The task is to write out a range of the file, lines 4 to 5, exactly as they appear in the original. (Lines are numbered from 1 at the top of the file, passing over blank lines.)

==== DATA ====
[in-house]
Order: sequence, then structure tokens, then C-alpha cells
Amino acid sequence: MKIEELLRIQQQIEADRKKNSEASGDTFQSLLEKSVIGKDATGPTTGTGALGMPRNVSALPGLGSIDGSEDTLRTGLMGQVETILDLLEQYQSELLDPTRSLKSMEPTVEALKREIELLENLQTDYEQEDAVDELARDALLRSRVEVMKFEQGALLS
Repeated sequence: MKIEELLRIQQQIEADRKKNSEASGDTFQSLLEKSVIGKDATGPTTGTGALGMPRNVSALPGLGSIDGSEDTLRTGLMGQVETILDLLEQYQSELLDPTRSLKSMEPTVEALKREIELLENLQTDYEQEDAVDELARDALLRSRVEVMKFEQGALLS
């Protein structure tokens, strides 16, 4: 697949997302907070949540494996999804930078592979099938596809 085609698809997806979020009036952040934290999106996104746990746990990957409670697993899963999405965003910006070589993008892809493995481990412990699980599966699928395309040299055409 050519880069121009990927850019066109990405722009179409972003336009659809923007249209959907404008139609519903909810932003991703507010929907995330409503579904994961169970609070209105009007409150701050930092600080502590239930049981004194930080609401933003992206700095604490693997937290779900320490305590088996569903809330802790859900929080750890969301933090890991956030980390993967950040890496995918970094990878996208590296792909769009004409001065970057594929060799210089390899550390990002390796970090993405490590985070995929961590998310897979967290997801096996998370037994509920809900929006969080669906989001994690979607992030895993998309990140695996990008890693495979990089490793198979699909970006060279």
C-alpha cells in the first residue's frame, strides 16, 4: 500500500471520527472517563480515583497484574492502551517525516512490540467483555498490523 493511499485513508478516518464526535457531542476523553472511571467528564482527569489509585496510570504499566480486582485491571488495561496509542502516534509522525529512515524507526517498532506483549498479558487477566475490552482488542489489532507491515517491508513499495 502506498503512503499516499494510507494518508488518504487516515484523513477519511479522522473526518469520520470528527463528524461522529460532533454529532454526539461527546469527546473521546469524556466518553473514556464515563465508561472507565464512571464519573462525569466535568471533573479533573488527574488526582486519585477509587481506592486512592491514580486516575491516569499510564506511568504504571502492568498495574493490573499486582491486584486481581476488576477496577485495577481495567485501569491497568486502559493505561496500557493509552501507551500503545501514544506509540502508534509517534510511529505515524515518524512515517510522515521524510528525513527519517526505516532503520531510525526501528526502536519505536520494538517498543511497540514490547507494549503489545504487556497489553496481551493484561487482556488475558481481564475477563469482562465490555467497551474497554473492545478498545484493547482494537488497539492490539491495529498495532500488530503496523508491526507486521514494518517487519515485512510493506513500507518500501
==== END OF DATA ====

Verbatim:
Repeated sequence: MKIEELLRIQQQIEADRKKNSEASGDTFQSLLEKSVIGKDATGPTTGTGALGMPRNVSALPGLGSIDGSEDTLRTGLMGQVETILDLLEQYQSELLDPTRSLKSMEPTVEALKREIELLENLQTDYEQEDAVDELARDALLRSRVEVMKFEQGALLS
């Protein structure tokens, strides 16, 4: 697949997302907070949540494996999804930078592979099938596809 085609698809997806979020009036952040934290999106996104746990746990990957409670697993899963999405965003910006070589993008892809493995481990412990699980599966699928395309040299055409 050519880069121009990927850019066109990405722009179409972003336009659809923007249209959907404008139609519903909810932003991703507010929907995330409503579904994961169970609070209105009007409150701050930092600080502590239930049981004194930080609401933003992206700095604490693997937290779900320490305590088996569903809330802790859900929080750890969301933090890991956030980390993967950040890496995918970094990878996208590296792909769009004409001065970057594929060799210089390899550390990002390796970090993405490590985070995929961590998310897979967290997801096996998370037994509920809900929006969080669906989001994690979607992030895993998309990140695996990008890693495979990089490793198979699909970006060279």